Foreign policy-makers in Cairo are far less concerned about the ability of either Al-Assad or Haftar to meet the expectations of those calling for democracy in Libya and Syria than about preserving what is left of state institutions and the territorial integrity of both countries.
“Libya and Syria have suffered huge destruction during the past six years and need reconstruction,” Al-Sisi said during a joint press conference with Merkel last Thursday.
In Amman later this month Al-Sisi is expected to address the situation in Libya first and that in Syria second.
Arab diplomats involved in preparations for the summit argue Al-Sisi could face an uphill battle convincing other states — Algeria and Tunisia in the case of Libya and Saudi Arabia and Qatar in the case of Syria — that even where Islamists command popular support their role in any political settlement must be kept to a minimum.
“While we are open to negotiations on some things here and there I think there is a growing acceptance that the national armies of Libya and Syria must form the core of any deal,” says the Egyptian diplomat.
“Europe, obsessed with reducing the volume of migrants across the Mediterranean, and the US under Donald Trump” are coming to terms with the fact that “a strong national state with a strong national army is the best guarantee for security and stability in the Middle East,” he says.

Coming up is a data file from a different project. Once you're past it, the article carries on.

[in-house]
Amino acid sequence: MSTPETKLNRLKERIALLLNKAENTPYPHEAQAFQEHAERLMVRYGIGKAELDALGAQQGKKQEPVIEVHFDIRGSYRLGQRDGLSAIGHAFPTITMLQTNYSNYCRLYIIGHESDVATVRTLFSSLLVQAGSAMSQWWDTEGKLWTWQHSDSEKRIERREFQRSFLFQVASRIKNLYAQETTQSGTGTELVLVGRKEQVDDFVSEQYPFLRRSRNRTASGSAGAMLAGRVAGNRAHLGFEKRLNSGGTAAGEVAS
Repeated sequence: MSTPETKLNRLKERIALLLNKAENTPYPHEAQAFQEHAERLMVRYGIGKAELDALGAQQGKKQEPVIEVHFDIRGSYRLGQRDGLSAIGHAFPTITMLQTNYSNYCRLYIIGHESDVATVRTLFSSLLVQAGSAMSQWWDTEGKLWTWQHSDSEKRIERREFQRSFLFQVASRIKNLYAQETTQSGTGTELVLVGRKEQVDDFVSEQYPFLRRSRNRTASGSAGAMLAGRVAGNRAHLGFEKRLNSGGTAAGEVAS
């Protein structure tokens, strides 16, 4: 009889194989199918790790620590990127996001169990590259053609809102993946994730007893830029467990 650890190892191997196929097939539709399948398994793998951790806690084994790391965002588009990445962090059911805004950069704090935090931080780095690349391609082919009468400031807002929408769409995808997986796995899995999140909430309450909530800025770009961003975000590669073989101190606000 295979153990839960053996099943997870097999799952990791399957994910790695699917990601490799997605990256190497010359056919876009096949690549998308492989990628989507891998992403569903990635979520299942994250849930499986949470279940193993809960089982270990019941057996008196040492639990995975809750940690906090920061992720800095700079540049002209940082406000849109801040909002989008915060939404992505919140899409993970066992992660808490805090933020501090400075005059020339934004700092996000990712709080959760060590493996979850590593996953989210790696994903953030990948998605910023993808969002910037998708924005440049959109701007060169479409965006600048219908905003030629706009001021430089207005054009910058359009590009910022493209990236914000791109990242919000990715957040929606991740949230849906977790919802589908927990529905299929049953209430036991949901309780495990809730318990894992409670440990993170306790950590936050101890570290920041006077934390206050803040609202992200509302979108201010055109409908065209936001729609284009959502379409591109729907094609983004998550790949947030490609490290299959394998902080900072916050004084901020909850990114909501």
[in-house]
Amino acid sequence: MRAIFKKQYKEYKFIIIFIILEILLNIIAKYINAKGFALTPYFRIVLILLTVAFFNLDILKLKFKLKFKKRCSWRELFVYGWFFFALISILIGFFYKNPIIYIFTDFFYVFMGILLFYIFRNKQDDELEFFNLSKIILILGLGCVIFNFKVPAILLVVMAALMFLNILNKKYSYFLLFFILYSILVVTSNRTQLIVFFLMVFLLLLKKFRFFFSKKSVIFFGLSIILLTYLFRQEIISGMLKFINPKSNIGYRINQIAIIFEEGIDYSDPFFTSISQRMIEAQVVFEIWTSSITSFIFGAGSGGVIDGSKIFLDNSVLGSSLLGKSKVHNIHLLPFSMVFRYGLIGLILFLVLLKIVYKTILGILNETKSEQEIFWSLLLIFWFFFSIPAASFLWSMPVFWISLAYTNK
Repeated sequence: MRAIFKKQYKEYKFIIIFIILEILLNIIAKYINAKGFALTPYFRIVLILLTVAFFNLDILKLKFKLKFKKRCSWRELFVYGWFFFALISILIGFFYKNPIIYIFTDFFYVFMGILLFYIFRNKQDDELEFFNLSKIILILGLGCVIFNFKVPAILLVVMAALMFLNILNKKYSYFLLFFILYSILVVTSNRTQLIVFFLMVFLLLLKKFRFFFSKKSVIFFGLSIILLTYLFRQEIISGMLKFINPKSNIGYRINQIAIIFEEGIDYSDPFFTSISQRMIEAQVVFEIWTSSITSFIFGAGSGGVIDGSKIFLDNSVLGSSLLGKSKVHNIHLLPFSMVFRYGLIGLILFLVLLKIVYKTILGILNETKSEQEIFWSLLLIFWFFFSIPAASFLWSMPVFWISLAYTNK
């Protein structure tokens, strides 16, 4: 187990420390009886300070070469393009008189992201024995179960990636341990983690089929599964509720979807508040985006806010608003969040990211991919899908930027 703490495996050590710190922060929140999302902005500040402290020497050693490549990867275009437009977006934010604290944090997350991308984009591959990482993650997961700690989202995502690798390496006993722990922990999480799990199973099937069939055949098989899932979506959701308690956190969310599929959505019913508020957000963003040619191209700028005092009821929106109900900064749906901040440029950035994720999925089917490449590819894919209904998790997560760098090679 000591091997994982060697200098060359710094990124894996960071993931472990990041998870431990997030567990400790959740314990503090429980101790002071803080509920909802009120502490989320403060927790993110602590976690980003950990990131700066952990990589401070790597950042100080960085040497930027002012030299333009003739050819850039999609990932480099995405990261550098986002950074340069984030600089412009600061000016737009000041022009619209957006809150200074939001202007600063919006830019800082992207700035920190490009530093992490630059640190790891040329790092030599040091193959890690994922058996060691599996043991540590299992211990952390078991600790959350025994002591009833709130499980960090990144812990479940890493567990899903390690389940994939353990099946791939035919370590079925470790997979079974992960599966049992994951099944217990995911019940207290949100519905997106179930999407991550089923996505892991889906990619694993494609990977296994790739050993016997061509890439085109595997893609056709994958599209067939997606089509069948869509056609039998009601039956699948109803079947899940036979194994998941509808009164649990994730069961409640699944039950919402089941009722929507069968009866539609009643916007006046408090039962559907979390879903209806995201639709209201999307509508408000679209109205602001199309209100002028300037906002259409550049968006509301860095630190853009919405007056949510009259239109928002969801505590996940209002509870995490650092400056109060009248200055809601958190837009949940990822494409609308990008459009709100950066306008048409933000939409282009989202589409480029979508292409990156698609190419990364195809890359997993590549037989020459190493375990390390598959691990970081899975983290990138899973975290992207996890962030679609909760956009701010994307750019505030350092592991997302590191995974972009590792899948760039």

“On this point the US and Russia are already on board and we are making advances with the Europeans on some issues — lifting the embargo imposed on the armament of the Libyan army for example. In Amman President Al-Sisi will be asking his counterparts to support for the same call with the hope it will be reflected in the summit’s resolutions.”
Al-Sisi is also expected to stress the importance of “finding a way out of the deadlock on the peace process”, with particular emphasis on the Palestinian track.
Al-Sisi had been promoting a new momentum in Palestinian-Israeli negotiations for almost nine months, meeting secretly with the prime minister of Israel, the king of Jordan and the former US secretary of state, though the attempts have been stymied by the refusal of Israeli Prime Minister Binyamin Netanyahu to suspend the construction of illegal settlements on occupied Palestinian land and Palestinian leader Mahmoud Abbas’ refusal to enter another round of negotiations while Israel is annexing Palestinian territory.